Stock Correlation is Jamming, Pounding Higher…Again By, D. R. Barton, Jr.

Barton TT1I’ve written about asset correlation multiple times in the past three years. And guess what. We need to chat about it again. This time we’re dropping back to just the correlation between stocks (spoiler alert for my next follow-up article: Correlations are high for lots of assets right now, including crypto).

But for today, let’s just look at stocks. As you’re probably aware, one of the key thoughts that institutional money managers keep in the front of their minds is the diversity of a given portfolio.

We could dig into modern portfolio theory and other academic handwringing here, but this is the practical version: To most money managers (especially those with individual or retail clients), having a diversified portfolio essentially means that all the elements of the portfolio don’t go down at the same time. And right now, that’s getting tougher.

The Wall Street Journal published an insightful chart showing what has been happening with monthly correlation of stocks in the S&P 500 since the beginning of 2020.

(Courtesy of Susquehanna International Group. The annotations are mine.)

1122 DR Chart1

For clarity, 100% would be all stocks moving in the same direction for the prior 30 calendar days. What’s interesting here is not just how correlated stocks have become in a short time (jumping from 30% to over 60% in a matter of weeks). As we saw last week, we had two massive up days on Monday, October 3rd and Tuesday, October 4th when it looked like the Fed might start to pivot. On those two days, Bank of America data showed over 90 of all New York Stock Exchange stocks were up.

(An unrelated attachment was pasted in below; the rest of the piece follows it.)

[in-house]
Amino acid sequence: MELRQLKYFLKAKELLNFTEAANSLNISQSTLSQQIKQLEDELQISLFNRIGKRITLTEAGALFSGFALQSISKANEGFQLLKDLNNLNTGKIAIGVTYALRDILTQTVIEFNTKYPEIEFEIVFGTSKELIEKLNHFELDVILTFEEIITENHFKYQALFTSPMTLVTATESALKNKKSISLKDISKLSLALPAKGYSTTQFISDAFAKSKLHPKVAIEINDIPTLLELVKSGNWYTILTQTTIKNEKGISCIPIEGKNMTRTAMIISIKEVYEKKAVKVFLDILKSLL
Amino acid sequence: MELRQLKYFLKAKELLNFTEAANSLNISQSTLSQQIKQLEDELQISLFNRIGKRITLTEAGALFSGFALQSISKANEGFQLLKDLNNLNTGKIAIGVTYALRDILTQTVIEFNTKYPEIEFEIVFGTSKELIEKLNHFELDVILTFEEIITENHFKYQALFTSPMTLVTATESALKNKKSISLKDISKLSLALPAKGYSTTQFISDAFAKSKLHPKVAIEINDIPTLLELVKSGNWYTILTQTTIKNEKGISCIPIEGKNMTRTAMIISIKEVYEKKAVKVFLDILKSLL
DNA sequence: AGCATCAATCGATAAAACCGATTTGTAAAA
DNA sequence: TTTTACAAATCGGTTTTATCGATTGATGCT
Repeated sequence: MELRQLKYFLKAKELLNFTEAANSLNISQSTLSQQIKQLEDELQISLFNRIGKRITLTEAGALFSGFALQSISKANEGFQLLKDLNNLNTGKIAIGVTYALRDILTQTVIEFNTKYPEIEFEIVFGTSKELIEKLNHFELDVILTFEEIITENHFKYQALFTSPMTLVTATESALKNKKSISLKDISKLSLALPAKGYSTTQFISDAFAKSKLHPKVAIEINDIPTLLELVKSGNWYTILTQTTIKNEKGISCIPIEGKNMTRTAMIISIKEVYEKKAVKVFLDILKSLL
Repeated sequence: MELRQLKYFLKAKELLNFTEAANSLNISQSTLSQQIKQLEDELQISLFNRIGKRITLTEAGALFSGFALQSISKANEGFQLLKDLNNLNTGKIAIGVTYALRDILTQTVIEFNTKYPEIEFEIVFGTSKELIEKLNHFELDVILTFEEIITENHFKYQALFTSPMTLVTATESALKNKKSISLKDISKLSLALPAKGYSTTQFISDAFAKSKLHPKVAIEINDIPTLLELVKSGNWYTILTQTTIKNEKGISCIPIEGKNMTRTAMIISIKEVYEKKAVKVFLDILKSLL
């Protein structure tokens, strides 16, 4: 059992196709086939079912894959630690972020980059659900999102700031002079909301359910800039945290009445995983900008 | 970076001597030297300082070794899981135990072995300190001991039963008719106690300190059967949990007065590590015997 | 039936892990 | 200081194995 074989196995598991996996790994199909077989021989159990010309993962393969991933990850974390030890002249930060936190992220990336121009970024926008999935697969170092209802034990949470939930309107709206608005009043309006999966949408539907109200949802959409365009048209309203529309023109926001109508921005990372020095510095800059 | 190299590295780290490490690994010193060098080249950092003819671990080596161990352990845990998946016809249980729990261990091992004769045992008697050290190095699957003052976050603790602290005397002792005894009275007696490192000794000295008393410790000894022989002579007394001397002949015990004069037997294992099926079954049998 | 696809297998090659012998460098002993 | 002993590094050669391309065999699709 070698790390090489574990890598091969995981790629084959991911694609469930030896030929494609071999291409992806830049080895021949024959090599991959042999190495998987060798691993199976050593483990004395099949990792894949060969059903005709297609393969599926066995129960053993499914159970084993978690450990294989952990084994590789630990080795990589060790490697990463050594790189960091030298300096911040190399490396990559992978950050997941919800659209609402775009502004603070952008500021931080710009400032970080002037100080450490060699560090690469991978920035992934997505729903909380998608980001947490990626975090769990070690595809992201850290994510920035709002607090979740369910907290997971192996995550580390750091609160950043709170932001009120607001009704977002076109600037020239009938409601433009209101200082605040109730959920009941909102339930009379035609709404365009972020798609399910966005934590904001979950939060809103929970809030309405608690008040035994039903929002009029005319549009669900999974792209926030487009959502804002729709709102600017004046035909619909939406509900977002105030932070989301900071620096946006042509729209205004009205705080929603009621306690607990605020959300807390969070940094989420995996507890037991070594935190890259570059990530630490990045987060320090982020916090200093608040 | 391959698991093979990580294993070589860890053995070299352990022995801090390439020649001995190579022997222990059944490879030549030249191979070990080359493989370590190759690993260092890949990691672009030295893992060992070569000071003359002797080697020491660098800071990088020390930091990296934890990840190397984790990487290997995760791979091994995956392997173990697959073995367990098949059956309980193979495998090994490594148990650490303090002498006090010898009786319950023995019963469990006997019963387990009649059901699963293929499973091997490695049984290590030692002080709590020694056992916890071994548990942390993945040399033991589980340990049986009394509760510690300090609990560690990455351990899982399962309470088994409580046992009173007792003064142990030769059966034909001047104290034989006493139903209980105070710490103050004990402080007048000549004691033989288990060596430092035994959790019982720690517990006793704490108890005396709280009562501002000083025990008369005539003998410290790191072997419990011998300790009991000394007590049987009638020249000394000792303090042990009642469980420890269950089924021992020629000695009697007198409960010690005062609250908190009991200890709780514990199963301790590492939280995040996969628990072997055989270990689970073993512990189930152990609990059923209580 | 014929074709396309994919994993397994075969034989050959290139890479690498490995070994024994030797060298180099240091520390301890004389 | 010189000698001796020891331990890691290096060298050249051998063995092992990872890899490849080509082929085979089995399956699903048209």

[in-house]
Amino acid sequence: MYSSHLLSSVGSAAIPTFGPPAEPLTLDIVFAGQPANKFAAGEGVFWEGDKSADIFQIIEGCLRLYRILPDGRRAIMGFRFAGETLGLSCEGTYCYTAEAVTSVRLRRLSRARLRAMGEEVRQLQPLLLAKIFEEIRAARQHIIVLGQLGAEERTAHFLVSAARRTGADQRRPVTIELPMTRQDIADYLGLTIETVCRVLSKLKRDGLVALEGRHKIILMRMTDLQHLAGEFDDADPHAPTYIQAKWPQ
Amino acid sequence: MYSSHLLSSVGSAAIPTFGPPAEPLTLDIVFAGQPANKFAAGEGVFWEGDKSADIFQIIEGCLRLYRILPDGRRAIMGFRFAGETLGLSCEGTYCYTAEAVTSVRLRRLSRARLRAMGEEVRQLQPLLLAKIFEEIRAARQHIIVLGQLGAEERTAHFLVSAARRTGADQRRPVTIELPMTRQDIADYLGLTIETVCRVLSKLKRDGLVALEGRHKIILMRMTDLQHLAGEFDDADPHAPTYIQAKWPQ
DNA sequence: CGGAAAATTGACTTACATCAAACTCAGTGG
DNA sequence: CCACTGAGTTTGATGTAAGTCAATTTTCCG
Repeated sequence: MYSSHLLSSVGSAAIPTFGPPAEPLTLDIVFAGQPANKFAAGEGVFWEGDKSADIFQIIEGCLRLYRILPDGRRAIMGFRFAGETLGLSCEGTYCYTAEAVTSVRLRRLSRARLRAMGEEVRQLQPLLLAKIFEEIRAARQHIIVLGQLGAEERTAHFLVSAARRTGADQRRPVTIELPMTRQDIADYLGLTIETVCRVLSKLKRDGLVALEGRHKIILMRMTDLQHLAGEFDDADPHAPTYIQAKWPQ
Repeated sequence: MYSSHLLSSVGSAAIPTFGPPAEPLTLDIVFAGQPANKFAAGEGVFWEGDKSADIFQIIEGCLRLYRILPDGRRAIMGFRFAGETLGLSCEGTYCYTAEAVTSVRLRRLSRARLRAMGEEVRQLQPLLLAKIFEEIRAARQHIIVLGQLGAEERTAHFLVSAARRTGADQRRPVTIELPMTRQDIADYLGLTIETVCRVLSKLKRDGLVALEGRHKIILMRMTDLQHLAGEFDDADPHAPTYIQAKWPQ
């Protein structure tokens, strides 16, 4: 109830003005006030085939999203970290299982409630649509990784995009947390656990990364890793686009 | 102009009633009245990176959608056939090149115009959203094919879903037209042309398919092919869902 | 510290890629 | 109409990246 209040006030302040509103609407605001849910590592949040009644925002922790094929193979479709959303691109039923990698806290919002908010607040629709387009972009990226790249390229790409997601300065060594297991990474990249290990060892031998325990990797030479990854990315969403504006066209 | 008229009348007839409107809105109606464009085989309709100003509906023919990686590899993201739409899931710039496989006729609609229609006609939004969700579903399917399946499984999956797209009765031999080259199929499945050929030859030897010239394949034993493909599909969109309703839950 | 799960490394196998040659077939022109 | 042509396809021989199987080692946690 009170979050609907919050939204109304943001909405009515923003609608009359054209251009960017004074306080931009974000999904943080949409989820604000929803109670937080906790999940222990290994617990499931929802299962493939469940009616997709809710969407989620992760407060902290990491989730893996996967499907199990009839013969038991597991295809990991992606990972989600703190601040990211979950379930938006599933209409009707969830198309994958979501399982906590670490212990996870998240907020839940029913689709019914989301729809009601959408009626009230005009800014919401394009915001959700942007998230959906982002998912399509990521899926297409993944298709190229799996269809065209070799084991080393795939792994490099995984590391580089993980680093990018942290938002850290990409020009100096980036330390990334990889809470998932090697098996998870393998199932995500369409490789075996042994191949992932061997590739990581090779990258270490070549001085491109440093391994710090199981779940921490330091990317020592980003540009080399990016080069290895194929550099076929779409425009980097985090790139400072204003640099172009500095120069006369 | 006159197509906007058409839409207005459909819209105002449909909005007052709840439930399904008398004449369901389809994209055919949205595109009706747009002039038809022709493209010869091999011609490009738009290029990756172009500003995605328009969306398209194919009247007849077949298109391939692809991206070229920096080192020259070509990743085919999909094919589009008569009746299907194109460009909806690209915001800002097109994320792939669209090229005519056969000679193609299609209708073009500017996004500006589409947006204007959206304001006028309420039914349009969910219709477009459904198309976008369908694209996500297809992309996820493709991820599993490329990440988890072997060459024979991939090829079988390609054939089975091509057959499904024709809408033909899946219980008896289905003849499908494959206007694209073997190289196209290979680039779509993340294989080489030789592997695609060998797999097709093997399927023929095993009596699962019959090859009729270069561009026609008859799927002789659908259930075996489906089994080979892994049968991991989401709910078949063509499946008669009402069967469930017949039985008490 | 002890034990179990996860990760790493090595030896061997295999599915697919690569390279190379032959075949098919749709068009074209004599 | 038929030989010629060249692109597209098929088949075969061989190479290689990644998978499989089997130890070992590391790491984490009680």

What can we learn from this correlation? First, don’t beat yourself up if you haven’t been able to find those sectors or assets that would have saved you this year. And second, markets show their highest correlation during times of great uncertainty (2008, 2020, now(?)).

In the next article, we’ll look at some other assets (bonds, cryptos and gold) that people consider potential safe-havens. Spoiler alert: There have been no places to hide this year. In fact, a traditional “safer” blend of 60% stocks, 40% bonds is having it’s worst performance year since 1931:

1122 DR Chart2

I always enjoy hearing your thoughts and comments. Send them to me using drbarton “at”

Great Trading and God bless you,

D. R.

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